5. She has 4 children. She weaves and embroiders. 
  6. She makes shawls scarves and shawls and napkins. Appreciates women’s friendships in the cooper and sharing weaving  techniques. 
  7. She works to help her family but she loves to weave. She needs the help to sell weavings to support her family. She values the Friendship and love she receives from the coop women. 
  8. Her father died. It’s up to her to help her mother. She gets support from the group.
  9. Koloval. Thank you. Kolovalik.
  10. She tells us her mother is blind. Her father died. She has responsibility to take care of her family. Women’s cooperative very supportive.

What I hear are women’s universal stories. we share similar hopes and dreams, family responsibilities. We care for our families, we have our housework, we may work outside the home. We depend on our women friends for emotional support and sustenance.

We brought gifts of hair clips, toothpaste, Kleenex, combs, hand cream, ribbon, reading glasses, band aids. The little girls loved the hair decoration and combs.

From San Cristobal de las Casas, Chiapas: Textile Sale

My modus operandi is to visit the homes and cooperatives of the finest weavers wherever I travel in Mexico and elsewhere. I can’t possibly wear everything I love. But that does not deter me from buying to support what they do. We hear time and again from weavers on our textile tours that the pandemic has wrought economic havoc on their lives and there have been few if any customers who come to visit and buy. Without this support, extraordinary artisans will give up their work and turn to something more economically sustainable — servers and cooks in restaurants, hotel maids, shop girls. The men who make the looms, leave to work in the USA to provide food for their families.*

We don’t want that to happen! So, here I am again, with a stash of beautiful textiles to offer to you for sale.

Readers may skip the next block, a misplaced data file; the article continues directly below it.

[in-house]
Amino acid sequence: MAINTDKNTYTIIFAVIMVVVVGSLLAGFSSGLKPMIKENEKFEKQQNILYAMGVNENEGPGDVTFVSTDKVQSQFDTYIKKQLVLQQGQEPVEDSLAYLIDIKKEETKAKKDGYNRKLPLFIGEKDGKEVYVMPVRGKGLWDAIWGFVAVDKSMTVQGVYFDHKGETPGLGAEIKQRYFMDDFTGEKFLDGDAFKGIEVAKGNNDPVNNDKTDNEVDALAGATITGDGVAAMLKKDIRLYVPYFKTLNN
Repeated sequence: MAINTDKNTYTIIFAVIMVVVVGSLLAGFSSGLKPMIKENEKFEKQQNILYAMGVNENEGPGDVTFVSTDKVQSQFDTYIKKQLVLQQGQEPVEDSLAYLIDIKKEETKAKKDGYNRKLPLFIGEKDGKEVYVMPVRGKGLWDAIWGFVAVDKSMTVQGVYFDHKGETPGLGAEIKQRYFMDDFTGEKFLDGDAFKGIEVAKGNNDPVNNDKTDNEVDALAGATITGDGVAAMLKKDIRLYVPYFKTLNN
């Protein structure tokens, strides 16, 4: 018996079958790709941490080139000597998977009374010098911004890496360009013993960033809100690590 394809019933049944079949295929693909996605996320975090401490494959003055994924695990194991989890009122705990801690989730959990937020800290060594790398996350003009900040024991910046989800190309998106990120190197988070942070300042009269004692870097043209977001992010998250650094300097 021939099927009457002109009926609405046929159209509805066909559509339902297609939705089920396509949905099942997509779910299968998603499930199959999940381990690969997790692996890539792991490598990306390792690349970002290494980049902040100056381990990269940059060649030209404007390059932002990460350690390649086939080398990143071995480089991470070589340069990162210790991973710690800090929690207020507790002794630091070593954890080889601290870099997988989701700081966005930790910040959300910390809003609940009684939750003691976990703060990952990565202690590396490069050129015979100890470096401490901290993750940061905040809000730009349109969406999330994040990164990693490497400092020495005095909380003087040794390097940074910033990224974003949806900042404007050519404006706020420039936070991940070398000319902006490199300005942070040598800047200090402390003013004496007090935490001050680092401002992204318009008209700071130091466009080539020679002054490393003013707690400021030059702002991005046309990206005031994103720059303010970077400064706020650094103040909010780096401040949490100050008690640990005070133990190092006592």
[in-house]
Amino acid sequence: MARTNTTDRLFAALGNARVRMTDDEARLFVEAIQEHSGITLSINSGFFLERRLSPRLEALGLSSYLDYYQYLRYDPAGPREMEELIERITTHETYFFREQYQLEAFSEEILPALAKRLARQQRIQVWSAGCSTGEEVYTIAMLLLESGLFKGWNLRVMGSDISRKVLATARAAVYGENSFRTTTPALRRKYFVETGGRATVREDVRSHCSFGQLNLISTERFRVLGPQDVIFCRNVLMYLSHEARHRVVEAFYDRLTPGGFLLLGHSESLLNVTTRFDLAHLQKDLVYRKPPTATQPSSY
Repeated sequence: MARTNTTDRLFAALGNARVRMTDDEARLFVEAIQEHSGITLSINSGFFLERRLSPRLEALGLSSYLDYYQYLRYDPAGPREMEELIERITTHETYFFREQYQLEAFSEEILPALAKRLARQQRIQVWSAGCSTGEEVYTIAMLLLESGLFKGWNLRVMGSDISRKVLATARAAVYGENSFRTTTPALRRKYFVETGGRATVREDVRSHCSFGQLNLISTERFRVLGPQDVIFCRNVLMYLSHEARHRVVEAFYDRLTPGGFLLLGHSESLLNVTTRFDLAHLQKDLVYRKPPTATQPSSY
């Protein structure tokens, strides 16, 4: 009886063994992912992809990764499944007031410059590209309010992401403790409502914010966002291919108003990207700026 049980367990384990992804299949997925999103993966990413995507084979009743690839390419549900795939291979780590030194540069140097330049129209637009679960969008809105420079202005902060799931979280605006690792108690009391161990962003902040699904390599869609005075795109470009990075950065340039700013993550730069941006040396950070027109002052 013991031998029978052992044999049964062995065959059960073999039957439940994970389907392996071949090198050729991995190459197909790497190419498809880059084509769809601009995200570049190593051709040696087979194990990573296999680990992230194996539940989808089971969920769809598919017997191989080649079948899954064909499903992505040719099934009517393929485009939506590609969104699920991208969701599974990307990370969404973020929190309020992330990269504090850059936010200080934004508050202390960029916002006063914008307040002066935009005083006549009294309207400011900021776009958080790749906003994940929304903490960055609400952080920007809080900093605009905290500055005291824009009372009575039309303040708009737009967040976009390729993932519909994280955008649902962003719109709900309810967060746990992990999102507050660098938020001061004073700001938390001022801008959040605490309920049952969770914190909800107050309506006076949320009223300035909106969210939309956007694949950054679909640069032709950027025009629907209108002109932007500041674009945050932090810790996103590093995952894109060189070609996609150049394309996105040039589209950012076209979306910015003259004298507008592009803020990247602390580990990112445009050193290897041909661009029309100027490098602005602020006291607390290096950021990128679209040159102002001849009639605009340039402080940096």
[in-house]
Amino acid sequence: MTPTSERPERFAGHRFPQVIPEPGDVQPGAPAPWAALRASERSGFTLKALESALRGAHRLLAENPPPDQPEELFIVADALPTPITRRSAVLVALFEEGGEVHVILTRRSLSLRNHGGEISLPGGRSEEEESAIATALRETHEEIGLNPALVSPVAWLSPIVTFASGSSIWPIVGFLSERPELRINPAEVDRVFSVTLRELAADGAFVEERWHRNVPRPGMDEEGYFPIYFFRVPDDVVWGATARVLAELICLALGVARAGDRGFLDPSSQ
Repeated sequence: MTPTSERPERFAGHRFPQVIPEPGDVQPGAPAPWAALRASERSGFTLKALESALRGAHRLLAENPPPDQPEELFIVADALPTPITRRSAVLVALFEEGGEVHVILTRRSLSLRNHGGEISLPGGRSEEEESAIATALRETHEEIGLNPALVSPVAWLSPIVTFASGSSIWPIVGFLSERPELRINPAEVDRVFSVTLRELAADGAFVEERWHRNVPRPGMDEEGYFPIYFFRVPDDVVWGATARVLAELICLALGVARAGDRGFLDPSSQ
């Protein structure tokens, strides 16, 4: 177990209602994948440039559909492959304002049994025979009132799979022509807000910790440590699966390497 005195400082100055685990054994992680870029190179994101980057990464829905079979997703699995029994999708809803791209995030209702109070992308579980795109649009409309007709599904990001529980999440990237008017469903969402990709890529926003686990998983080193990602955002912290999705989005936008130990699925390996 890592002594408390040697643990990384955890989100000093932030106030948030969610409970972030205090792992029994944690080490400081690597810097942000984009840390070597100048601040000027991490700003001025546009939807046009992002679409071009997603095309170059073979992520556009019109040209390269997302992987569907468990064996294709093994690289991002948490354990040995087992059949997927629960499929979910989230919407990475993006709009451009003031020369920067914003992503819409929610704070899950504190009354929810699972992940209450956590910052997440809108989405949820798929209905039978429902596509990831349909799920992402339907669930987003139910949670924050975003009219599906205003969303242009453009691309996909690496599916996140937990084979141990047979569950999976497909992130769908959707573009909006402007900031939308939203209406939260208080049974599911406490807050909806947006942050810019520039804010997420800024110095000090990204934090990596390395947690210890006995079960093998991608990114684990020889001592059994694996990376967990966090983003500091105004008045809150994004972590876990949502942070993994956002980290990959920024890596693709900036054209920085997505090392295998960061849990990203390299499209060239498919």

Buy now. I’ll be mailing after April 1 when I return to the USA.

How to Buy: Tell me the item you want by number. Send me your mailing address. Tell me how you want to pay. Choose one of three ways.

You can pay one of three ways: 1) with Zelle (account number 919-274-6194) and no service fee; 2) with Venmo or 3) with PayPal. If you choose either #2 or #3, we add on a 3% service fee which is their charge to us, and we will send a Request for Funds to your email address. The request will include the cost of the garment + $12 mailing. If you want more than one piece, I’m happy to combine mailing. I’ll be mailing from Santa Cruz, CA, when I return to the USA after April 1, 2022.

SOLD 1. Magdalena Aldama huipil. Cotton. 25” wide x 29” long. $450 + mailing. a stained glass window for Joan!
#2. Venustiano Carranza gauze huipil, 24” wide x 36” long. Cotton. $195 + mailing.
SOLD 3. Venustiano Carranza huipil, 23” wide x 35” long. Cotton. $195 + mailing
SOLD 4. Venustiano Carranza, Chiapas shawl. Cotton. 14-3/4” wide x 56” long. pair with the hot pink huipil. $85 + mailing.
SOLD 5. San Lorenzo Zinacantan, land of flowers, free-form machine embroidered blouse. 21” wide x 30” long. Polyester. $120 + mailing.
SOLD 6. 29” wide x 23” long. Rayon with a subtle hint of glitter. Chiapas. Backstrap loom. $135 + mailing.
#7. Aguacatenango, Chiapas French knot embroidered blouse. Size M-L. 23” wide across embroidered bodice. 25” long. Sleeve length from shoulder 21” $135 + mailing.
This short sleeve green bodice blouse is also available, Size XL $135 + mailing gorgeous smocking

*Agustin, the husband of my friend Francisca who made this blouse (above), left almost a year ago to work in a Chinese restaurant in High Point, NC, where he is washing dishes. He will be there another year to pay off debt incurred during the pandemic. She is at home with her daughter and mother.

SOLD 8. Cream on cream from Venustiano Carranza. 23” wide x 26” long. Loose drape. Gauze weave. 4-Selvedge edge. $135 + mailing.
SOLD 9. White on white. 4-Selvedge edge. Gauze. Venustiano Carranza. 19” wide x 23” long. $110 + mailing.
SOLD 10. White on white gauze. 4-Selvedge edge. Venustiano Carranza. $110. 23”wide x 26” long. To Olive
SOLD #11. White on white. Gauze. 4-Selvedge edge. Venustiano Carranza. $135 + mailing. 22” wide x 23” long.

Interlude: Road to Venustiano Carranza, Chiapas